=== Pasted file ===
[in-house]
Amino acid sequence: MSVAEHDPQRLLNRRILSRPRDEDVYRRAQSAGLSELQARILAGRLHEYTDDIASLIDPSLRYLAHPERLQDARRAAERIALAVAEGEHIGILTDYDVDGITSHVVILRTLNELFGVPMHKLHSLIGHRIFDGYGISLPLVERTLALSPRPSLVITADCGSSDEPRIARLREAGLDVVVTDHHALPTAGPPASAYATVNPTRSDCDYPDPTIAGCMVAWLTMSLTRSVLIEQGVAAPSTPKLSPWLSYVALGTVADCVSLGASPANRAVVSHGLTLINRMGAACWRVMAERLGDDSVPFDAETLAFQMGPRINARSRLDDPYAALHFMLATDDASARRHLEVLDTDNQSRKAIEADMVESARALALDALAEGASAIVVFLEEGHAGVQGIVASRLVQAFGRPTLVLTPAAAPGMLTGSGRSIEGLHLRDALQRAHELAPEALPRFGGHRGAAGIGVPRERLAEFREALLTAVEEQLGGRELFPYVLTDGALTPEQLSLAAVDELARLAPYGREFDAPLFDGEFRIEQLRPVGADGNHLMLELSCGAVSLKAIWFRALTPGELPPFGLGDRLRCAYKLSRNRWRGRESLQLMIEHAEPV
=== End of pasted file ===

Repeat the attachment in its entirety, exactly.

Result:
[in-house]
Amino acid sequence: MSVAEHDPQRLLNRRILSRPRDEDVYRRAQSAGLSELQARILAGRLHEYTDDIASLIDPSLRYLAHPERLQDARRAAERIALAVAEGEHIGILTDYDVDGITSHVVILRTLNELFGVPMHKLHSLIGHRIFDGYGISLPLVERTLALSPRPSLVITADCGSSDEPRIARLREAGLDVVVTDHHALPTAGPPASAYATVNPTRSDCDYPDPTIAGCMVAWLTMSLTRSVLIEQGVAAPSTPKLSPWLSYVALGTVADCVSLGASPANRAVVSHGLTLINRMGAACWRVMAERLGDDSVPFDAETLAFQMGPRINARSRLDDPYAALHFMLATDDASARRHLEVLDTDNQSRKAIEADMVESARALALDALAEGASAIVVFLEEGHAGVQGIVASRLVQAFGRPTLVLTPAAAPGMLTGSGRSIEGLHLRDALQRAHELAPEALPRFGGHRGAAGIGVPRERLAEFREALLTAVEEQLGGRELFPYVLTDGALTPEQLSLAAVDELARLAPYGREFDAPLFDGEFRIEQLRPVGADGNHLMLELSCGAVSLKAIWFRALTPGELPPFGLGDRLRCAYKLSRNRWRGRESLQLMIEHAEPV